- A Field Guide to Surreal Botany, edited by Janet Chui and Jason Erik
- “Glass Box” by Sandra Simonds
- “The Math Is Bad” by Casey Hannan
- On the Edges of Vision by Helen McClory
- “Smooth Body, Smooth Mind” by Paul Rusconi
- “Psychic in Reykjavik” by Fatima Bhutto
- “Anthropogenesis, or: How to Make a Family” by Laura van den Berg
- “A Hierarchy of Friends and Lovers” by Amanda Miska
- “Why I Didn’t Write Back” by Diana Spechler
- “The Agony of Community: an Introverted Writer’s Lament” by Meghan Tifft
- Read the World, a blog that categorizes literature by place and encourages more worldly reading
I have been typing and typing, but no words. Numbers instead. Little robot doing repetitive tasks. The nerves are dead. Open your hands for me. They’re too soft. I can almost feel the blood. They might make nice replacements.
In November, I attended the Miami Book Fair with an old friend from college. We had the same creative writing professor summers ago, Mr. John Dufresne, who had a new book out. It was hot and wet as we walked the barricaded streets, but never rained. There were crowds of people, which would normally send me running, but the knowledge that they were there solely for books and writers was more of a comfort. We had nutella crepes in the makeshift food court and freshly squeezed lemonade. I got some new books for $5.
I forced my friend to go to a queer poetry panel with me. It was hosted by Reading Queer. The room was packed. People had to stand. Looking around, there were wings inside my chest. There were fantastic writers on the panel, like Eduardo Corral and Maureen Seaton, who had a poem published alongside me in Pear Noir! #9. They read some of their poems. There was a performance piece that made my head tilt a little. There was awkward laughing and a bottle of champagne.
I was reading the latest issue of Birdfeast and I came across a name that was like an arrow in my brain: Caroline Cabrera. I took to the internet and saw if I could find more. There was more, much more, and even a book of poetry. Of course, this was Carrie from elementary school. I remember. Carrie who always got straight A’s, Carrie who hung out with Julie who also got straight A’s, Carrie who would no doubt become a teacher, and did. Not Carrie who had telekinetic abilities, but she probably should have. I immediately sent her a message and we were able to reconnect. How odd that two Catholic school kids would turn into writers running in similar writing circles, reading and publishing in the same kinds of magazines.
Amidst all the end-of-the-year list-making, I was nominated for my first ever Pushcart Prize. The nomination came from Ghost Ocean. I wonder if I’m allowed to call myself an indie author yet?
Let’s go back to words. Let’s make them routine again, and hopefully they’ll be neighborly to the numbers that have grown into a town. Norton Juster would be proud.
I am not going to launch into a reintroduction or make excuses because I promised I wouldn’t last time. I will just say things as they are.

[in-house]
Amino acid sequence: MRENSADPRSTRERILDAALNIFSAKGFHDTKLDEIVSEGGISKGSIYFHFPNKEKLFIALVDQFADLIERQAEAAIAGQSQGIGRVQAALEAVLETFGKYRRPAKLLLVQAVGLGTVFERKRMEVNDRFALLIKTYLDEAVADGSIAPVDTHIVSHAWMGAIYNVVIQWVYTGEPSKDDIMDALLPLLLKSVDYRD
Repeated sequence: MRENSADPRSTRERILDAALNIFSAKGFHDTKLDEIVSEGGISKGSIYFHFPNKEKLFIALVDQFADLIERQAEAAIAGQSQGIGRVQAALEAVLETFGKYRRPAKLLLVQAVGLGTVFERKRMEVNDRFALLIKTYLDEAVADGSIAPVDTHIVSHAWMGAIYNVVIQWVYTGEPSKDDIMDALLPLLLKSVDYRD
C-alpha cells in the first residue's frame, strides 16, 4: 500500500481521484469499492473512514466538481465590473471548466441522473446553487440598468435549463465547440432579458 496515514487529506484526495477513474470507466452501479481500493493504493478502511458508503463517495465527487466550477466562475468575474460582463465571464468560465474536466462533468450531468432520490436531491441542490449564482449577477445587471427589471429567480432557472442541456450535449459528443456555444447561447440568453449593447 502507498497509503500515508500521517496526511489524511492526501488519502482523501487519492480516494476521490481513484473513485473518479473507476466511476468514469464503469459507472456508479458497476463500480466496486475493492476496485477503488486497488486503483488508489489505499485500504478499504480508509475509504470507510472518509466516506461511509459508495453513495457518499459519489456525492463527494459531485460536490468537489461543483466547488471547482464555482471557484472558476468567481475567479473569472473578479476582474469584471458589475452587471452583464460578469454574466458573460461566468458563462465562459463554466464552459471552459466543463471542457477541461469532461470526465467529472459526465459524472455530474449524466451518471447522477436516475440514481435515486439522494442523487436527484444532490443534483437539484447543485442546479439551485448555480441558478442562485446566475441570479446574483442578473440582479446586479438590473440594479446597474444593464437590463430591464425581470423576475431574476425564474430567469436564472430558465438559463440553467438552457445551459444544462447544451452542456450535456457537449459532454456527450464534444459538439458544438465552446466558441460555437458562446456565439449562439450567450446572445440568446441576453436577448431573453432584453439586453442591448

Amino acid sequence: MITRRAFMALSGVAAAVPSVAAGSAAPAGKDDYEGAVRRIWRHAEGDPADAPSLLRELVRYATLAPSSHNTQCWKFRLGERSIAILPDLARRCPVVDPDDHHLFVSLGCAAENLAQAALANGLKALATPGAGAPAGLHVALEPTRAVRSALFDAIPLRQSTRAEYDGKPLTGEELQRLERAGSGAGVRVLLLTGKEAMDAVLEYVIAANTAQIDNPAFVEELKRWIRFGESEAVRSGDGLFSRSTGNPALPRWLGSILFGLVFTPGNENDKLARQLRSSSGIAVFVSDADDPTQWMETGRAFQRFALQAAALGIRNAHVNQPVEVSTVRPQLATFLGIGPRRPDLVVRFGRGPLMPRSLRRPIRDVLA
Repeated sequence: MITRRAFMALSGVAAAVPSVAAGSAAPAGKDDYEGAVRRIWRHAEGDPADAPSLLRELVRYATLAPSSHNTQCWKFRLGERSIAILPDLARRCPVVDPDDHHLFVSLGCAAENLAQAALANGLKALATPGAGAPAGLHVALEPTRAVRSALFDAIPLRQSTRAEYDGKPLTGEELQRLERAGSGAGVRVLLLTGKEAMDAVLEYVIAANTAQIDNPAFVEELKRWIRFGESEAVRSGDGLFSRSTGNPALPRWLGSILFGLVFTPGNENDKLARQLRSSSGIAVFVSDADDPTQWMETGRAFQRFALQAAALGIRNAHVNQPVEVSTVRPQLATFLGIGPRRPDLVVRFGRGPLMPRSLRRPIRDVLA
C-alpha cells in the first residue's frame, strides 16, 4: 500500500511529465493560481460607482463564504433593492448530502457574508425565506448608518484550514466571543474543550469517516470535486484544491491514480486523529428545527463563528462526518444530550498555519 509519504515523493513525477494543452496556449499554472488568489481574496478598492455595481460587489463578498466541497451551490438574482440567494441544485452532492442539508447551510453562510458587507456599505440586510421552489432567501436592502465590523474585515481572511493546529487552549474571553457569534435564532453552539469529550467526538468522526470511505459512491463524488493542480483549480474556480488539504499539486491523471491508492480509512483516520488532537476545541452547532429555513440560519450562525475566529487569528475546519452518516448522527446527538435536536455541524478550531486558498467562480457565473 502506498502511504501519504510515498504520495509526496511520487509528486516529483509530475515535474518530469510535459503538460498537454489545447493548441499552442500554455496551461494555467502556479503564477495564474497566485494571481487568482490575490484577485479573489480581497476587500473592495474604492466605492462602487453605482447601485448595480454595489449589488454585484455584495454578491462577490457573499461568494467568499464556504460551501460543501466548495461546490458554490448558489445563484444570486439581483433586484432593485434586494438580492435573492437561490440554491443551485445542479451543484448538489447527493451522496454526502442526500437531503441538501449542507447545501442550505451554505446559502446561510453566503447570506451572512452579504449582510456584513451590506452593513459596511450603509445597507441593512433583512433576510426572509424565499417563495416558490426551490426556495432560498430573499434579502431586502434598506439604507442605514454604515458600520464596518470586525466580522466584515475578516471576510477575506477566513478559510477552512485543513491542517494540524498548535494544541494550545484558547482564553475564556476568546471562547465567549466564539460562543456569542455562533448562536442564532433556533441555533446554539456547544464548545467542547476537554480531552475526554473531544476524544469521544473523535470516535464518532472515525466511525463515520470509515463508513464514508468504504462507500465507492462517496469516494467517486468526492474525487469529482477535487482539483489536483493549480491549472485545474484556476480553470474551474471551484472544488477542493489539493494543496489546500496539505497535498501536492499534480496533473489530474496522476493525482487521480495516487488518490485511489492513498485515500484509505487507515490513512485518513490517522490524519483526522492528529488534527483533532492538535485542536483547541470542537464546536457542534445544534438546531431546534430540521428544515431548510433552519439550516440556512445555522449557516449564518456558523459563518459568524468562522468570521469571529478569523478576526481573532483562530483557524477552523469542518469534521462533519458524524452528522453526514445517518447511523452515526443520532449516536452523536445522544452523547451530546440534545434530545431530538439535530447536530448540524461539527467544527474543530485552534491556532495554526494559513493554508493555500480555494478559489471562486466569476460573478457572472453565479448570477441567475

A few months ago, I was asked to help read submissions for Keyhole Magazine, which I happily agreed to. They now have a new online portion to the magazine and it’s worth a look. It will be updated periodically.
I’ve been reading small books and messing around with poetry. Most of my thoughts work themselves into short fiction or notebook scribblings or to-do lists. The dregs become the poems.
Three poems of mine will appear soon in the second issue of Vector. One of these poems features a fictionalized version of my sister. If anything, that should sell you. I also noticed that this issue features a lot of writers who also happen to be editors of other literary magazines (Monkeybicycle, Word Riot, Sundog Lit, Untoward). A colorful bunch. Characters from the internet have arrived and we will haunt you.
I am also happy to say that my short piece of fiction, “The Geography of Squares and Circles,” will appear in the print issue of PANK 9. The piece is about a family with very different moving parts, parts separate like the seasons. They exist like islands, and unfortunately, it takes a son’s self-destruction to bring them together.
Online, I had a fragmented piece of nonfiction appear in the Games issue of Sundog Lit. It’s about growing up, alienation, sexual identity, and video games acting as both a means of escape and a place of solace. It’s probably one of the most personally intimate pieces I’ve published yet. Admittedly, I felt like this wasn’t very different from writing fiction. The themed issue itself was large and fantastic, which the Millions selected as recommended reading.
Going smaller now: I have a short short in Ghost Ocean (in which I also do a reading for you) and a piece of Twitter-sized fiction in Nanoism. They are sad, of course, but also maybe a bit surprising.
My sister is trying to write a story about one of her boy band concert experiences and her professor wants her to show, don’t tell. Of course. So I offered her a first line: “We were hugging and sobbing.”
Mom has found an old, unfinished dollhouse in the garage that we’re going to put together. As a hobby, she used to build sets from pieces. Looking at all of the small furniture and knickknacks scattered on the table, I am anxiously waiting to see what kind of place I will call my own.